After over two decades of construction, the James Webb Space Telescope (JWST) is finished and ready for in-depth evaluations, NASA announced Wednesday.
Containing 18 hexagonal mirrors that will collect light from the farthest reached of the universe, the largest-ever space telescope is projected to launch within two years.
“Today, we’re celebrating the fact that our telescope is finished, and we’re about to prove that it works,” John Mather, a senior project scientist for the telescope, said at a NASA news conference. “We’ve done two decades of innovation and hard work, and this is the result — we’re opening up a whole new territory of astronomy.”
Using its mirrors and infrared vision technology, researchers will be able to look back over 13.5 billion years to view the first stars and galaxies developing in the early universe. Unrivaled infrared sensitivity will help scientists to contrast the dimmest, earliest galaxies to today’s fantastic spiral and elliptical galaxies, helping us to learn how galaxies grow over billions of years.
Webb will look through cosmic dust clouds to see stars and planetary systems being born. The telescope will also help uncover details around atmospheres of planets outside our solar system, and maybe even locate signs of the fundamentals of life elsewhere in the universe.
Gigantic Upgrade in Telescope Technology
Needles to say, JWST will be a massive upgrade on the Hubble telescope.
“You can see this beautiful, gold telescope is seven times the collecting area of the Hubble telescope,” Mather said.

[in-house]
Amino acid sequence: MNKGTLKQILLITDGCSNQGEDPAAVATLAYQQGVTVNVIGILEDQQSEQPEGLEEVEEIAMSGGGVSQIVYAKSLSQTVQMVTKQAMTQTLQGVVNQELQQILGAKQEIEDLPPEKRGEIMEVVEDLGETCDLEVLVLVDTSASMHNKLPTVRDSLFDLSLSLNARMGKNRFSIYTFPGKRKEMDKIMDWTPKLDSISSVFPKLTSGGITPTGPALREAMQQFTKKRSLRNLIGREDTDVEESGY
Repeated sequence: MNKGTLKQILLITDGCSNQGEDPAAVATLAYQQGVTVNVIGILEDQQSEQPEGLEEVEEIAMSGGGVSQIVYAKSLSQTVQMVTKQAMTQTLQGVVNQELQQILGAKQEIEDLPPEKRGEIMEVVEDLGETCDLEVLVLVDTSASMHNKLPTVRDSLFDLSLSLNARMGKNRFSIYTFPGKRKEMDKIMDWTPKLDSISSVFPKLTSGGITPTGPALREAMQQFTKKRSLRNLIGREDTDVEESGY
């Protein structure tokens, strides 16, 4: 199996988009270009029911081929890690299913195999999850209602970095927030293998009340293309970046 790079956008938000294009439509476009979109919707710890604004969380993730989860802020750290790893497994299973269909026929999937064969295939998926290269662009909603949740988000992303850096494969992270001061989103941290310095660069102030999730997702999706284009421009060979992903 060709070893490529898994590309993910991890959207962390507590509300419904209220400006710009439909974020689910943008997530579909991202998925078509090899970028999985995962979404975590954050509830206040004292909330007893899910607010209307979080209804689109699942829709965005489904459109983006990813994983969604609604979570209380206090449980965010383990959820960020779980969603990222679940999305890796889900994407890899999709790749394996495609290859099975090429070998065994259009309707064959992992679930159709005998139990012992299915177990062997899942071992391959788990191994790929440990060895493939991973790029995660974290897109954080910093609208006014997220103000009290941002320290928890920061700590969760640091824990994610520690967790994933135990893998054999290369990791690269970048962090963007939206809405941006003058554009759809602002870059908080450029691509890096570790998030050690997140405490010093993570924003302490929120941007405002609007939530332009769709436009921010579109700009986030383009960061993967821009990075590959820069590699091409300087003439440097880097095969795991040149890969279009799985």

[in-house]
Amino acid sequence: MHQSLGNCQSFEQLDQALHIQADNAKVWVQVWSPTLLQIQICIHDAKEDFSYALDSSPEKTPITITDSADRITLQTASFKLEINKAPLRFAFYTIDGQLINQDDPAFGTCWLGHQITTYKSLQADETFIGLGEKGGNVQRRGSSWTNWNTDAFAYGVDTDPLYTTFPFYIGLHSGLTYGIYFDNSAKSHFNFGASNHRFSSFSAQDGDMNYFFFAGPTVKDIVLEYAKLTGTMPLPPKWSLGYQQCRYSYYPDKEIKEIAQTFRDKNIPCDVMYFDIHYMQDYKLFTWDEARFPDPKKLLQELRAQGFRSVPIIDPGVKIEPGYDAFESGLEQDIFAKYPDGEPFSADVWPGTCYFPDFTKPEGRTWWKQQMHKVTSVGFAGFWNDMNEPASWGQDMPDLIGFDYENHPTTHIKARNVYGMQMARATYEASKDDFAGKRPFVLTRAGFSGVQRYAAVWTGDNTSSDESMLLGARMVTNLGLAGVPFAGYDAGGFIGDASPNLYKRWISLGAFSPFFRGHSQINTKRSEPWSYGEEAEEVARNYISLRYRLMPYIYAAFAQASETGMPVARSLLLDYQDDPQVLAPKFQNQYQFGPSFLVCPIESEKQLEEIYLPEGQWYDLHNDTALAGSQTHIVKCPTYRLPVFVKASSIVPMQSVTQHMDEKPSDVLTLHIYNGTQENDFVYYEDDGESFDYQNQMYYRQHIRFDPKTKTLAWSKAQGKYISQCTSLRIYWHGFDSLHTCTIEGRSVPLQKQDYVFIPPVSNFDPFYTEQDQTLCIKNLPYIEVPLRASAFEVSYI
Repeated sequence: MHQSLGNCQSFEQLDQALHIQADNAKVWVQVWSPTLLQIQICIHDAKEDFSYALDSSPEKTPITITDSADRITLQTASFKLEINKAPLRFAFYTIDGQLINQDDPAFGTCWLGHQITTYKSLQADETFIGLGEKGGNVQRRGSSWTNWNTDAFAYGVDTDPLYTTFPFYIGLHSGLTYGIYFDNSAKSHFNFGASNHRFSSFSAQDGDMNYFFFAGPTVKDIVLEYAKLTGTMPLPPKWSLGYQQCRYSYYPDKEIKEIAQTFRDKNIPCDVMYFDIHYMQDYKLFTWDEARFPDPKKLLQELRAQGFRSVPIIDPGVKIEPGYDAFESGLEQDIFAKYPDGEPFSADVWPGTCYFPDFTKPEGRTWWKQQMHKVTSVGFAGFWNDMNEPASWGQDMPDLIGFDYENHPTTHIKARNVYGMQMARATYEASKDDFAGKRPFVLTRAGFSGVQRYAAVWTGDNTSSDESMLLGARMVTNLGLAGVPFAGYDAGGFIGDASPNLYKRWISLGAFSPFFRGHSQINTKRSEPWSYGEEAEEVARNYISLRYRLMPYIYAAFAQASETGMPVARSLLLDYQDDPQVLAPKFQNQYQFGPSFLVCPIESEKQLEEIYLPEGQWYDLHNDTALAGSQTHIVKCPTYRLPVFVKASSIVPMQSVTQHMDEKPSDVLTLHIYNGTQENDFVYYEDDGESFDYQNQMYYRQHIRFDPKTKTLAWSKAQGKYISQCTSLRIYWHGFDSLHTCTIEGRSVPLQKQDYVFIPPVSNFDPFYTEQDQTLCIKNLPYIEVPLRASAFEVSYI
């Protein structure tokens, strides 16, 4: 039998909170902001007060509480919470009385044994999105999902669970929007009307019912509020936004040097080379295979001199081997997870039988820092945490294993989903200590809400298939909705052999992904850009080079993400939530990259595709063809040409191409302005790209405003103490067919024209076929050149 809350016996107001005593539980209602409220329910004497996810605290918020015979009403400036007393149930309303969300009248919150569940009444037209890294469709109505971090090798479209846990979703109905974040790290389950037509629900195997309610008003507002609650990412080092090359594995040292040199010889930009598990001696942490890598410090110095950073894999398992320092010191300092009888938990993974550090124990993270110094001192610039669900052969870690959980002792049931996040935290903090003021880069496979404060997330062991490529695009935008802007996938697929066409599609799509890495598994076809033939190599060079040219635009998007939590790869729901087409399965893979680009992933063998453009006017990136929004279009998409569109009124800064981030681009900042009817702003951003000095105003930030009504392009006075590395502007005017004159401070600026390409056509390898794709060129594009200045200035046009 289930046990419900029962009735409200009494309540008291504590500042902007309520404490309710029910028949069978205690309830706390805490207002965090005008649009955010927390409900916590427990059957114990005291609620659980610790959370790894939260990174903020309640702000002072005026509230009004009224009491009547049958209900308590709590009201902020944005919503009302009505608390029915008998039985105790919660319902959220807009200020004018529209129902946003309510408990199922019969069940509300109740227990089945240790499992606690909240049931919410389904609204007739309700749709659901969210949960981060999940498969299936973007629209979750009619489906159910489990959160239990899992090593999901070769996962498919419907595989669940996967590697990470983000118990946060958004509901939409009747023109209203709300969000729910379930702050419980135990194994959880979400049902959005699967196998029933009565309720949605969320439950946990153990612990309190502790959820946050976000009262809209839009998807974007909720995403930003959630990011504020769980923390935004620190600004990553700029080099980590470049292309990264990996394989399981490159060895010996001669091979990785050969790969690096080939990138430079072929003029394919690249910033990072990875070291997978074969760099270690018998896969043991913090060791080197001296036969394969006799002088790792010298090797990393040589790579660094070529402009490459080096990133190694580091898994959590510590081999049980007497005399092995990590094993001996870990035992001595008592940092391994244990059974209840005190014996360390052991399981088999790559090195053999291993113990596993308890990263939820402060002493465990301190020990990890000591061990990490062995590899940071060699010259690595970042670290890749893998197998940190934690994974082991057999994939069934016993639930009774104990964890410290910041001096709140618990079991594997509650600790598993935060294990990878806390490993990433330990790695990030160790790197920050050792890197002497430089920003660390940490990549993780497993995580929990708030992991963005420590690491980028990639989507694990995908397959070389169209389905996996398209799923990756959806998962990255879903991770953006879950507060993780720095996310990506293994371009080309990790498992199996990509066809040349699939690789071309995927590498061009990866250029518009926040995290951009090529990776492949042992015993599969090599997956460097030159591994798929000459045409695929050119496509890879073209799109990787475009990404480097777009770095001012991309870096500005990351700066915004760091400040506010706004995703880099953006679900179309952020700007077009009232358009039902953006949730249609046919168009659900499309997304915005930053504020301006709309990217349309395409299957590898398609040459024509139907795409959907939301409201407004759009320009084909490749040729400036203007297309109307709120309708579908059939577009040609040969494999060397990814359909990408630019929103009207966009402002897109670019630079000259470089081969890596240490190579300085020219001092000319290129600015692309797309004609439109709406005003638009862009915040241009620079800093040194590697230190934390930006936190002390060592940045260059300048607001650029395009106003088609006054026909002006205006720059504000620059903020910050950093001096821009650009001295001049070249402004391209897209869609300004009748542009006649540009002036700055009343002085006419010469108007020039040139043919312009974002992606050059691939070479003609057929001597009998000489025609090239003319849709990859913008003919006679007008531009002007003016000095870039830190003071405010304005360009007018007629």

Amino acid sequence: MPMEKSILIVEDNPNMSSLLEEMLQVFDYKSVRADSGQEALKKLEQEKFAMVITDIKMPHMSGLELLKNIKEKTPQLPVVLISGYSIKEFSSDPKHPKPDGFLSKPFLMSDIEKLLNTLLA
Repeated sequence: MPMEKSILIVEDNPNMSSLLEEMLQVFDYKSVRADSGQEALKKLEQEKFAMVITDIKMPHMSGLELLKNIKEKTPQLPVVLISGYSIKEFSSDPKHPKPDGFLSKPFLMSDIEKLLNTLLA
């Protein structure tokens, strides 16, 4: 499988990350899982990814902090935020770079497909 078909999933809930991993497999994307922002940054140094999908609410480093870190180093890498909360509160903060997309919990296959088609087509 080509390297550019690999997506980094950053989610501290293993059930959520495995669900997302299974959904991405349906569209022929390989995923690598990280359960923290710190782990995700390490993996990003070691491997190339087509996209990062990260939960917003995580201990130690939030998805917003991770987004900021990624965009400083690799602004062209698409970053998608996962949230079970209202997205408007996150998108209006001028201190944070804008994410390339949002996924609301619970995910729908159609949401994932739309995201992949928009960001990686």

The new telescope’s infrared capability gives it a particularly big leg up on Hubble. Our planet glows in the infrared spectrum, so seeing into the distant universe in these wavelengths can’t be done from the ground. Hubble gives off heat, which would disrupt measurements.
JWST will run near absolute zero and sit at a location in space known as the Lagrange Point 2, which is directly behind Earth from the sun’s point of view. That way, Earth can block the telescope from the sun’s infrared rays. The JWST also has a sun shield that can protect the telescope from both bodies’ heat.
The telescope’s assessments at NASA’s Goddard Space Flight Center in Maryland, which has already commenced, will make sure that it can endure the vibrations and loud noise of a rocket launch. Then, it will be transferred to Texas, where its focus will be analyzed, and then to California for some final installations. The evaluations are very high-stakes, because unlike Hubble, which was fixed in orbit by astronauts, this telescope is not supposed to be fixed by humans.
Image credit: NASA
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